2007 International Conference on Intelligent Systems and Knowledge Engineering (ISKE 2007)

ACO-FSO [84]

Hongyan Shi, Zhaoyu Bei

Application of improved ant colony algorithm

Fourth International Conference on Natural Computation, 2008. ICNC ‘08

ACO-FSO [85]

Hong-yan Shi, Zhao-yu Bei

A mixed ant colony algorithm for function optimization

Proceedings of the 21st annual international conference on Chinese control and decision

IEEE Press Piscataway, NJ, USA 3919–3923, 2009

2.1 PSO and its developments

2.1.1 PSO structure

The initial ideas on particle swarms of Kennedy (a social psychologist) and Eberhart (an electrical engineer) were basically aimed at producing computational intelligence by exploiting simple analogs of social interaction, rather than purely individual cognitive abilities. The first simulations [5] were influenced by Heppner and Grenander’s work [19] and involved analogs of bird flocks searching for corn. These soon developed [5, 20, 21] into a powerful optimization method—PSO [22].

In PSO, a swarm of particles are represented as potential solutions, and each particle i is associated with two vectors, that is, the velocity vector \( V_{i} = \left[ {v_{i}^{1} ,v_{i}^{2} , \ldots ,v_{i}^{D} } \right] \) and the position vector \( X_{i} = \left[ {x_{i}^{1} ,x_{i}^{2} , \ldots ,x_{i}^{D} } \right] \) where D stands for the dimensions of the solution space. The velocity and the position of each particle are initialized by random vectors within the corresponding ranges. During the evolutionary process, the velocity and position of particle i on dimension d are updated as:
$$ v_{i}^{d} = wv_{i}^{d} + c_{1} rand_{1}^{d} \left( {p{\text{Best}}_{i}^{d} - x_{i}^{d} } \right) + c_{2} rand_{2}^{d} \left( {n{\text{Best}}^{d} - x_{i}^{d} } \right) $$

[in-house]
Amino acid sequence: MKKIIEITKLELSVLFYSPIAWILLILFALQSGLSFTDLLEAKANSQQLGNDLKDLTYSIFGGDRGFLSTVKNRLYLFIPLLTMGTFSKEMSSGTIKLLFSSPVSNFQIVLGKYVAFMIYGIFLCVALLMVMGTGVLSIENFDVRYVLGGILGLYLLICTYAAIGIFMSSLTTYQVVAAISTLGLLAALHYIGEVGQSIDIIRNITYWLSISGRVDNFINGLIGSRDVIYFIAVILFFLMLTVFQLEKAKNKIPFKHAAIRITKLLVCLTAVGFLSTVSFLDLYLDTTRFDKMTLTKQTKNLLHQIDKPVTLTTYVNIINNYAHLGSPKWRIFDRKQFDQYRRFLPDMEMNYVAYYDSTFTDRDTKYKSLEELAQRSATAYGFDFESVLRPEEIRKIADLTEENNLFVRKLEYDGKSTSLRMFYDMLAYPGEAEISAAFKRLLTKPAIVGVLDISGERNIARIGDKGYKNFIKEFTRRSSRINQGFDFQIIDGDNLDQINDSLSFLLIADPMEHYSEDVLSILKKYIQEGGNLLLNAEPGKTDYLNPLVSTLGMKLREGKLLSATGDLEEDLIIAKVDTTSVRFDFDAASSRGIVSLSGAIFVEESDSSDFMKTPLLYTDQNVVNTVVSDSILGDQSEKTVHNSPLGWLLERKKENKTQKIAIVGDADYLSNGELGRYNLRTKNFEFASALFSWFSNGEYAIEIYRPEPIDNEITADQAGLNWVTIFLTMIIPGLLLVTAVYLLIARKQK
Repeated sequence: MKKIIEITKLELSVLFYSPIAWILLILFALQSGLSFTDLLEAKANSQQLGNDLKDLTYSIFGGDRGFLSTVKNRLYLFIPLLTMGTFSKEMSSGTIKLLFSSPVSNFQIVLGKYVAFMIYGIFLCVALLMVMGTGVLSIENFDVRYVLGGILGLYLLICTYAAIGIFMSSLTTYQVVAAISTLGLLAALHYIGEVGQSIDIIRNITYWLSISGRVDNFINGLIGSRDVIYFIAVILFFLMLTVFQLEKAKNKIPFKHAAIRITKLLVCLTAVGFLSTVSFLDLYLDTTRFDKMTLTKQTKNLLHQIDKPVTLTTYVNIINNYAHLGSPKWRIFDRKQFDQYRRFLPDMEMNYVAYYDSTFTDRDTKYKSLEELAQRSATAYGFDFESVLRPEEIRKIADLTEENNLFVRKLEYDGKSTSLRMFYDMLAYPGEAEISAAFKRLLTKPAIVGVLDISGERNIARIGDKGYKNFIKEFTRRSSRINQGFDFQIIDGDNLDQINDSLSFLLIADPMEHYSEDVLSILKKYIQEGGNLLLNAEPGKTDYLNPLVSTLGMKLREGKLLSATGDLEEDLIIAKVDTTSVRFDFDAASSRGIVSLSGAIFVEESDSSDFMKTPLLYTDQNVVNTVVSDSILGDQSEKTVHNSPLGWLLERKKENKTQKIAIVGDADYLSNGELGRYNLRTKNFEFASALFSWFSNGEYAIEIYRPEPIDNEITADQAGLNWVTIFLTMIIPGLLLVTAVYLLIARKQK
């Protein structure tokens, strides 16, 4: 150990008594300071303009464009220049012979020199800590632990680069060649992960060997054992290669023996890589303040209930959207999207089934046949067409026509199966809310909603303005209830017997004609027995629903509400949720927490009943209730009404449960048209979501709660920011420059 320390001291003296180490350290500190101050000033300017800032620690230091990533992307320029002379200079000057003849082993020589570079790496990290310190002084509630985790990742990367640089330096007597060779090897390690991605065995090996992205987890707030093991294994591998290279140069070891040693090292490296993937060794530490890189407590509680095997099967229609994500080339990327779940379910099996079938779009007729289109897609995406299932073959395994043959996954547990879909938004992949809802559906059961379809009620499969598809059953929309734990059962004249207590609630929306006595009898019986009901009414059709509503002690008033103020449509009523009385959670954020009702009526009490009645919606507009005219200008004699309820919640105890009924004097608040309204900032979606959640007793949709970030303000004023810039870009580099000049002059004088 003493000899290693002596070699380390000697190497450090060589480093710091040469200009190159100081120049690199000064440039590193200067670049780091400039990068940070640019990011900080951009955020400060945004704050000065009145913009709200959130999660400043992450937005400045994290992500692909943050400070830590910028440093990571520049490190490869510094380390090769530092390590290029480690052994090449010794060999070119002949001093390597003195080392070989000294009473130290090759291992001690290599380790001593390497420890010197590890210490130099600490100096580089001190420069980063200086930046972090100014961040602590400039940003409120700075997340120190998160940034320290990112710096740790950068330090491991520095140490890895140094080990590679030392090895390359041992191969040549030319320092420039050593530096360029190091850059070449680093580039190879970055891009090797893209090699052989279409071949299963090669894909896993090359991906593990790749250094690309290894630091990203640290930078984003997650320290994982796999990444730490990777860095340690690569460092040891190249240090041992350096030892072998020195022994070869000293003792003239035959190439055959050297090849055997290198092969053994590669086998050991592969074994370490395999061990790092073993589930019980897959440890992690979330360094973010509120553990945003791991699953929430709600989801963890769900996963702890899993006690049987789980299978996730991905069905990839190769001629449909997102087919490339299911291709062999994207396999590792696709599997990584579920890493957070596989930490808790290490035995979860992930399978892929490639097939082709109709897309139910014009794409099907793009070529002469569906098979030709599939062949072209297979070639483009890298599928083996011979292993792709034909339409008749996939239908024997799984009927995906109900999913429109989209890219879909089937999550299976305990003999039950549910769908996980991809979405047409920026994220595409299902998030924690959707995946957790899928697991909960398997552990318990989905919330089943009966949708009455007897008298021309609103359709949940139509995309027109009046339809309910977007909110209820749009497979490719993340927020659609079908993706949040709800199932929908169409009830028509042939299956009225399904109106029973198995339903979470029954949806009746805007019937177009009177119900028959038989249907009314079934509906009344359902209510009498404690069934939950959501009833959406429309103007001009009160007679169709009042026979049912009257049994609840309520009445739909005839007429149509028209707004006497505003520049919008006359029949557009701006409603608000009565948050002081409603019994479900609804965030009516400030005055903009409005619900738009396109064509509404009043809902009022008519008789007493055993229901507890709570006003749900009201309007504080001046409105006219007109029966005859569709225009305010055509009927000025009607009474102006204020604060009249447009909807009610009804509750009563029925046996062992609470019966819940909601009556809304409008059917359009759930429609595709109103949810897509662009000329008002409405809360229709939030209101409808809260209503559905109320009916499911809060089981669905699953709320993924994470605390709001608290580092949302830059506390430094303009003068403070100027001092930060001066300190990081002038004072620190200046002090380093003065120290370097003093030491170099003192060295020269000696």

(1)
$$ x_{i}^{d} = x_{i}^{d} + v_{i}^{d} $$
(2)
where w is the inertia weight [23], c1 and c2 are the acceleration coefficients [20], and \( rand_{1}^{d} \) and \( rand_{2}^{d} \) are two uniformly distributed random numbers independently generated within [0, 1] for the dth dimension [5]. In (1), pBesti is the position with the best fitness found so far for the ith particle, and nBest is the best position in the neighborhood. In the literature, instead of using nBest, gBest may be used in the global-version PSO, whereas lBest may be used in the local-version PSO (LPSO). An user-specified parameter \( V_{\max }^{d} \in \Re^{ + } \) is applied to clamp the maximum velocity of each particle on the dth dimension. Thus, if the magnitude of the updated velocity \( \left| {v_{i}^{d} } \right| \) exceeds \( V_{\max }^{d} \), then \( v_{i}^{d} \) is assigned the value \( sign\left( {v_{i}^{d} } \right)V_{\max }^{d} \).

2.1.2 New developments of the PSO

Given its simple concept and efficiency, the PSO has become a popular optimizer and has widely been applied in practical problem solving. Thus, theoretical studies and performance improvements of the algorithm have become important and attractive. Convergence analysis and stability studies have been reported by Clerc and Kennedy [24], Trelea [25], Yasuda et al. [26], Kadirkamanathan et al. [27], and van den Bergh and Engelbrecht [28].

The inertia weight w in (1) was introduced by Shi and Eberhart [23]. They proposed a w linearly decreasing with the iterative generations as:
$$ w = w_{\max } - (w_{\max } - w_{\min } )g/G $$
(3)
where g is the generation index representing the current number of evolutionary generations and G is a predefined maximum number of generations. Here, the maximal and minimal weights wmax and wmin are usually set to 0.9 and 0.4, respectively [23, 29]. In addition, a fuzzy adaptive w was proposed in [30], and a random version setting w to 0.5 + random (0, 1)/2 was experimented in [31] for dynamic system optimization. As this random w has an expectation of 0.75, it has a similar idea as Clerc’s constriction factor [32, 33]. The constriction factor has been introduced into PSO for analyzing the convergence behavior, that is, by modifying (1) to
$$ v_{i}^{d} = \chi \left[ {v_{i}^{d} + c_{1} rand_{1}^{d} \left( {p{\text{Best}}_{i}^{d} - x_{i}^{d} } \right) + c_{2} rand_{2}^{d} \left( {n{\text{Best}}^{d} - x_{i}^{d} } \right)} \right] $$
(4)
where the constriction factor
$$ \chi = \frac{2}{{\left| {2 - \phi - \sqrt {\phi^{2} - 4\phi } } \right|}} $$
(5)
is set to 0.729 with
$$ \phi = c_{1} + c_{2} = 4.1 $$
(6)